MS Windows Task Scheduler becomes a hideout of the Tarrask malware

MS Microsoft Windows Task Scheduler Tarrask Malware Trojan

Microsoft’s security response team has recently detected a Hafnium malware that establishes persistence on infected Windows systems by emerging and hiding inside the Task Scheduler tool. The researchers named the malware Tarrask, utilised by the Chinese-sponsored threat group known as Hafnium.

According to the findings, the malicious activity was attributed to the Hafnium operators, a state-backed hacking group that exploits an unrepaired zero-day flaw for their initial attack transmitter.

The threat actors also use an Impacket, a collection of Python classes, for their lateral movement across the network. The Tarrask malware is utilised for malicious execution and security bypass tactics.

The malware will then develop obscured scheduled tasks and following actions to delete the task attributes and hide the fake scheduled tasks from standard identification software.

Some analysts said that the Hafnium group is notorious for targeting United States-based entities such as security researchers, defence companies, think tanks, and industrial firms. Moreover, the hacking group was linked by other researchers to the wide-scale exploitation of the ProxyLogon zero-day vulnerability.

 

Hafnium’s malware hacking tool, Tarrask, utilises a previously unspecified Windows vulnerability to hide the scheduled task attributes from the query, “schtasks”, and Task Scheduler by separating the affiliated Security Descriptor registry value.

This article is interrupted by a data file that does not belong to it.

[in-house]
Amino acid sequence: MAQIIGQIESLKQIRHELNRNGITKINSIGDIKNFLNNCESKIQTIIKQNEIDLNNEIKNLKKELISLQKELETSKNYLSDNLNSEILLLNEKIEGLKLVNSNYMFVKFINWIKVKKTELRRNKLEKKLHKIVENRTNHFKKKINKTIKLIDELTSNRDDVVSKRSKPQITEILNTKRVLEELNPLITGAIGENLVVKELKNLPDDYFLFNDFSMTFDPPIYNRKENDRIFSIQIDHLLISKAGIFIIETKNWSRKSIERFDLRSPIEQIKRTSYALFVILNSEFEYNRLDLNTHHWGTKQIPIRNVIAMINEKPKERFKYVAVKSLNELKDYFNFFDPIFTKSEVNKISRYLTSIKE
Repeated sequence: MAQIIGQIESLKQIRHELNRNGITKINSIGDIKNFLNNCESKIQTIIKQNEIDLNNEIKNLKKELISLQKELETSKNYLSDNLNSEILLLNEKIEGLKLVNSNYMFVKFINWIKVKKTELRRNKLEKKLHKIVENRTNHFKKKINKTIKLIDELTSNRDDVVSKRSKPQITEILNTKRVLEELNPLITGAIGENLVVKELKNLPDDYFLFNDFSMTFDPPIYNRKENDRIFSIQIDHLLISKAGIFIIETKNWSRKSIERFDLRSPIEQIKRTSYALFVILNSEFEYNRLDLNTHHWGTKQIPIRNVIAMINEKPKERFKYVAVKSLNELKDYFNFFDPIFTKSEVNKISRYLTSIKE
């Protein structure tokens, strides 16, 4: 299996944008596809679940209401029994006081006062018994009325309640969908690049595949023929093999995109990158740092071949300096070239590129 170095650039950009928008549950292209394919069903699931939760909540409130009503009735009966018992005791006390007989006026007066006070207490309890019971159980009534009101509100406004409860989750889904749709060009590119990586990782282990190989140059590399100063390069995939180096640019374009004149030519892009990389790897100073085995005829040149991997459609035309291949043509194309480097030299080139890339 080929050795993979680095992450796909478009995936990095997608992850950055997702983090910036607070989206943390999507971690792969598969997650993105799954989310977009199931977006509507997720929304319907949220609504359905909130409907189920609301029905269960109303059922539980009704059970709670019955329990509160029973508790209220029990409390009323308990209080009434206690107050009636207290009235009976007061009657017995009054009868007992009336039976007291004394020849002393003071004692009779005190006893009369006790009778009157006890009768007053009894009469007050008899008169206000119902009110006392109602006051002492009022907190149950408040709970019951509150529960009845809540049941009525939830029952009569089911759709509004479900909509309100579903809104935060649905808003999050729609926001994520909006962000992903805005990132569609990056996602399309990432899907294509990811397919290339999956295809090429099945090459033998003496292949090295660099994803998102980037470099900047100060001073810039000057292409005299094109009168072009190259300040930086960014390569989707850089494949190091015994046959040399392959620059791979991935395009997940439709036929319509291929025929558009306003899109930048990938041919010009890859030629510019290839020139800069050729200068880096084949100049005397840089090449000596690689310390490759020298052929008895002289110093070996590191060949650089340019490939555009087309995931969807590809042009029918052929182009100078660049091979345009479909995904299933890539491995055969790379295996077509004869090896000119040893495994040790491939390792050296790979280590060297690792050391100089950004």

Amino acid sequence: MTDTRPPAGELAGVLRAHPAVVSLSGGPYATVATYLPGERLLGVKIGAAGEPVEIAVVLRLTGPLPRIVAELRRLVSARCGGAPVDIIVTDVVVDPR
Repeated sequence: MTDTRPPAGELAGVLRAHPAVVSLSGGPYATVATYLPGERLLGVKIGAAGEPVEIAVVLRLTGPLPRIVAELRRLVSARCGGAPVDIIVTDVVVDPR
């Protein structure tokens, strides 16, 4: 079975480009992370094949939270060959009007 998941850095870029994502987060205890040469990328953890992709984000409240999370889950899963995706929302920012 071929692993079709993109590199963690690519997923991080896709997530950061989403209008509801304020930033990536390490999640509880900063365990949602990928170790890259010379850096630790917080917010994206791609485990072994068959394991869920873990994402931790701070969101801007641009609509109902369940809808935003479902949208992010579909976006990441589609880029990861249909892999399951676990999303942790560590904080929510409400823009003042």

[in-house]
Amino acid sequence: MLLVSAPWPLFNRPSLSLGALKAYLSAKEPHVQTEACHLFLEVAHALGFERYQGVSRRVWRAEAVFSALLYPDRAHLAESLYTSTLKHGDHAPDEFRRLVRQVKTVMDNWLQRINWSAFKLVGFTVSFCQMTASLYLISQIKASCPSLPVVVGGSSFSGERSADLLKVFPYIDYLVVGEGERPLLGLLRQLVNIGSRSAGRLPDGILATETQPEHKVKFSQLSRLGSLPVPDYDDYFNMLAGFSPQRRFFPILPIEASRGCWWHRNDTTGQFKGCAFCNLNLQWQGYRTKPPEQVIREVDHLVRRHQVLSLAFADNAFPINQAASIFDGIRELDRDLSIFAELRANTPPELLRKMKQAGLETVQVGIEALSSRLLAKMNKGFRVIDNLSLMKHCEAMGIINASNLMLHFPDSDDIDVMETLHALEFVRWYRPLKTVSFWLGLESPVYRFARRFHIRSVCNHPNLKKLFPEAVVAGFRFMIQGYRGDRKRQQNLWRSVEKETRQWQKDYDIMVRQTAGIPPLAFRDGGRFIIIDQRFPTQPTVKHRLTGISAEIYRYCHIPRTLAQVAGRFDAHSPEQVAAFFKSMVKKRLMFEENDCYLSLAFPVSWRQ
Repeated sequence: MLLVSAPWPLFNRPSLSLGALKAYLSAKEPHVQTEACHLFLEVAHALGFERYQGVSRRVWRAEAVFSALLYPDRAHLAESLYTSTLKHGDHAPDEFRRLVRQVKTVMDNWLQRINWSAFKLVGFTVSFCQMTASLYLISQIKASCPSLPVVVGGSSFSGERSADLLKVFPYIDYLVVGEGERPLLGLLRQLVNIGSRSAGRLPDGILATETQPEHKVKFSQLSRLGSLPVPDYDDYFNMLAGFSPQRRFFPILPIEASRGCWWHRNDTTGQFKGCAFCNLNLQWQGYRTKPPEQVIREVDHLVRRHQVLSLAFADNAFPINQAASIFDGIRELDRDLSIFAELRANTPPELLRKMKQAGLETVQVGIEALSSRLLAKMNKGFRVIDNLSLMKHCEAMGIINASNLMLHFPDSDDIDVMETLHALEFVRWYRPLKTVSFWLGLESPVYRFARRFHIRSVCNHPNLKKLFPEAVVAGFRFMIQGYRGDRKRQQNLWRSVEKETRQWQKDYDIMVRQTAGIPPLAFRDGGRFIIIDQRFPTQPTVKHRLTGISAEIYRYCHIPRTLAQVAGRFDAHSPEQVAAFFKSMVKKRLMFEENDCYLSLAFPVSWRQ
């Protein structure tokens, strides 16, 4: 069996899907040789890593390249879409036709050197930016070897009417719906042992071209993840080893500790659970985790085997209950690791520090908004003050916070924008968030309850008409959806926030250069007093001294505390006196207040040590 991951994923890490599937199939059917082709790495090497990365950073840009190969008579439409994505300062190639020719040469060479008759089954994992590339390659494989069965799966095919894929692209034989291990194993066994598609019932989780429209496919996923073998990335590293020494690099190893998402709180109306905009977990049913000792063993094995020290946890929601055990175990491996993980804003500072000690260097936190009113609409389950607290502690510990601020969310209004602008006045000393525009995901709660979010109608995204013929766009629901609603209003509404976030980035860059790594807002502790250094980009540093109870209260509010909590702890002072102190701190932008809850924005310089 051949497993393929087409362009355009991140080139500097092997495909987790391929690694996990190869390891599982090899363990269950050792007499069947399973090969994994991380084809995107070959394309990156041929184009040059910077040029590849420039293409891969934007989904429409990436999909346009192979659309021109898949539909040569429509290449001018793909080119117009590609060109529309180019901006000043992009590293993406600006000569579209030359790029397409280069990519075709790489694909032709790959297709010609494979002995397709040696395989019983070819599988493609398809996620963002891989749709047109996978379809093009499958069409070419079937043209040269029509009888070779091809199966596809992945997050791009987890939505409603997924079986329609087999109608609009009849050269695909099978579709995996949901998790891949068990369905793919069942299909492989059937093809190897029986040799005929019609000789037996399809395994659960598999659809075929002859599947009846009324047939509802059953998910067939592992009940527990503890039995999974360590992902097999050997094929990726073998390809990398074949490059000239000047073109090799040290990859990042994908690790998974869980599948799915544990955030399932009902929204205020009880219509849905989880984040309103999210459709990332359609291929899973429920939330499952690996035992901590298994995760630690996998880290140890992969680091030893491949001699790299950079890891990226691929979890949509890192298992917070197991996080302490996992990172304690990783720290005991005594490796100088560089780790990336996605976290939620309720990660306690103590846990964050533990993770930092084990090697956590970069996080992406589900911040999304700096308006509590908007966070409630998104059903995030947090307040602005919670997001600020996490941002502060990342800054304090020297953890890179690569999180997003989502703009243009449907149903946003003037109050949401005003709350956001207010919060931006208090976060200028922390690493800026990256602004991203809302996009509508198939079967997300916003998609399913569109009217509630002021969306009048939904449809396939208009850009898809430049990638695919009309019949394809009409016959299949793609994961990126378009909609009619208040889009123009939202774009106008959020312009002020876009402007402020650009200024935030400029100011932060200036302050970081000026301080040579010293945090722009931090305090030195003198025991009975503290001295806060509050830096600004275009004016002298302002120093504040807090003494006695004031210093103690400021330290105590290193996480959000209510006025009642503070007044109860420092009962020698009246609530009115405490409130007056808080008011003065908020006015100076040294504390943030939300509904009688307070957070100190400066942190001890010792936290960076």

The threat group will then utilise these scheduled tasks to maintain access to the infected devices even though the victim will restart its machine.

Several researchers expect that the malicious threat actors may have deleted all on-disk artefacts such as XML files added in the system folder and registry keys to remove all traces of the malware. The additional purpose of this method is to allow the threat actor to achieve persistence inside the system while evading analysis from cyber security researchers.

The Tarrask malware enables its threat actors to hide scheduled tasks to maintain access to crucial information. Experts recommend users find these hidden tasks by doing an in-depth manual inspection of the Windows Registry and searching for scheduled tasks without an SD Value inside their Task Key.

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